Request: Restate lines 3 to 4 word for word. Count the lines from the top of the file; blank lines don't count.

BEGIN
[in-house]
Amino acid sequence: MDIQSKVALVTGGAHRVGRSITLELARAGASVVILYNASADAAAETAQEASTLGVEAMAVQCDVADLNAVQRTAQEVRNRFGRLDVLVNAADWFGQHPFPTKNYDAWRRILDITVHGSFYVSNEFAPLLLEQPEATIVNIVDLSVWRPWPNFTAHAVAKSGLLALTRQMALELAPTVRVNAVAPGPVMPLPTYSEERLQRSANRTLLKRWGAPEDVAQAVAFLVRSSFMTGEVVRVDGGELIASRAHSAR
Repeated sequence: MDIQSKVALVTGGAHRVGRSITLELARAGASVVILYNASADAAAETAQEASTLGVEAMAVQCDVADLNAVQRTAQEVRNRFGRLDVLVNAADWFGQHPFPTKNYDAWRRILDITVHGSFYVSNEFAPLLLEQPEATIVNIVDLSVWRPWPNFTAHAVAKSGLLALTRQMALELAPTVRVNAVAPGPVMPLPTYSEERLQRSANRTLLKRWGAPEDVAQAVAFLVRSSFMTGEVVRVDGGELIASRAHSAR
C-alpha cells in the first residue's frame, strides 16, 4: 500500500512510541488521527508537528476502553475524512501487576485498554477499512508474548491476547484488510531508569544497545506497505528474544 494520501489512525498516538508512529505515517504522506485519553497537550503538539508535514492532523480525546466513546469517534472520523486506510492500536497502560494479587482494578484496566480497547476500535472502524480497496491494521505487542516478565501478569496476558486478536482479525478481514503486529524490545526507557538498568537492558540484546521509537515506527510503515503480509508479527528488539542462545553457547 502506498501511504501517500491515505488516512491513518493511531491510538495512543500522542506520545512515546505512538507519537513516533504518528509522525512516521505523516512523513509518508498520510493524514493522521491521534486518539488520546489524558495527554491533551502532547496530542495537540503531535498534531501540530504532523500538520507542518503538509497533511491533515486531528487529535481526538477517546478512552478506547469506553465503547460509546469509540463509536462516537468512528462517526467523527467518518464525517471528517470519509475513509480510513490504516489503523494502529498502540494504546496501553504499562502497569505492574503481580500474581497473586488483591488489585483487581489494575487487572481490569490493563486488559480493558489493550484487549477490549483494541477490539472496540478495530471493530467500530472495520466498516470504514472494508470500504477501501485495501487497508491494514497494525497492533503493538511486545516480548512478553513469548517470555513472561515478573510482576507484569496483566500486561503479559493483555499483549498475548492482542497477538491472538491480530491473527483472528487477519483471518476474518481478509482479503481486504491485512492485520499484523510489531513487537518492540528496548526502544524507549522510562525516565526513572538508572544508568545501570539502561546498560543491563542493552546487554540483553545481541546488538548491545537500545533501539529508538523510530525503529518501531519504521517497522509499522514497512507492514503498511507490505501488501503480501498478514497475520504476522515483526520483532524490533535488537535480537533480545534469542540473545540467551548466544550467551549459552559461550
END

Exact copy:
Repeated sequence: MDIQSKVALVTGGAHRVGRSITLELARAGASVVILYNASADAAAETAQEASTLGVEAMAVQCDVADLNAVQRTAQEVRNRFGRLDVLVNAADWFGQHPFPTKNYDAWRRILDITVHGSFYVSNEFAPLLLEQPEATIVNIVDLSVWRPWPNFTAHAVAKSGLLALTRQMALELAPTVRVNAVAPGPVMPLPTYSEERLQRSANRTLLKRWGAPEDVAQAVAFLVRSSFMTGEVVRVDGGELIASRAHSAR
C-alpha cells in the first residue's frame, strides 16, 4: 500500500512510541488521527508537528476502553475524512501487576485498554477499512508474548491476547484488510531508569544497545506497505528474544 494520501489512525498516538508512529505515517504522506485519553497537550503538539508535514492532523480525546466513546469517534472520523486506510492500536497502560494479587482494578484496566480497547476500535472502524480497496491494521505487542516478565501478569496476558486478536482479525478481514503486529524490545526507557538498568537492558540484546521509537515506527510503515503480509508479527528488539542462545553457547 502506498501511504501517500491515505488516512491513518493511531491510538495512543500522542506520545512515546505512538507519537513516533504518528509522525512516521505523516512523513509518508498520510493524514493522521491521534486518539488520546489524558495527554491533551502532547496530542495537540503531535498534531501540530504532523500538520507542518503538509497533511491533515486531528487529535481526538477517546478512552478506547469506553465503547460509546469509540463509536462516537468512528462517526467523527467518518464525517471528517470519509475513509480510513490504516489503523494502529498502540494504546496501553504499562502497569505492574503481580500474581497473586488483591488489585483487581489494575487487572481490569490493563486488559480493558489493550484487549477490549483494541477490539472496540478495530471493530467500530472495520466498516470504514472494508470500504477501501485495501487497508491494514497494525497492533503493538511486545516480548512478553513469548517470555513472561515478573510482576507484569496483566500486561503479559493483555499483549498475548492482542497477538491472538491480530491473527483472528487477519483471518476474518481478509482479503481486504491485512492485520499484523510489531513487537518492540528496548526502544524507549522510562525516565526513572538508572544508568545501570539502561546498560543491563542493552546487554540483553545481541546488538548491545537500545533501539529508538523510530525503529518501531519504521517497522509499522514497512507492514503498511507490505501488501503480501498478514497475520504476522515483526520483532524490533535488537535480537533480545534469542540473545540467551548466544550467551549459552559461550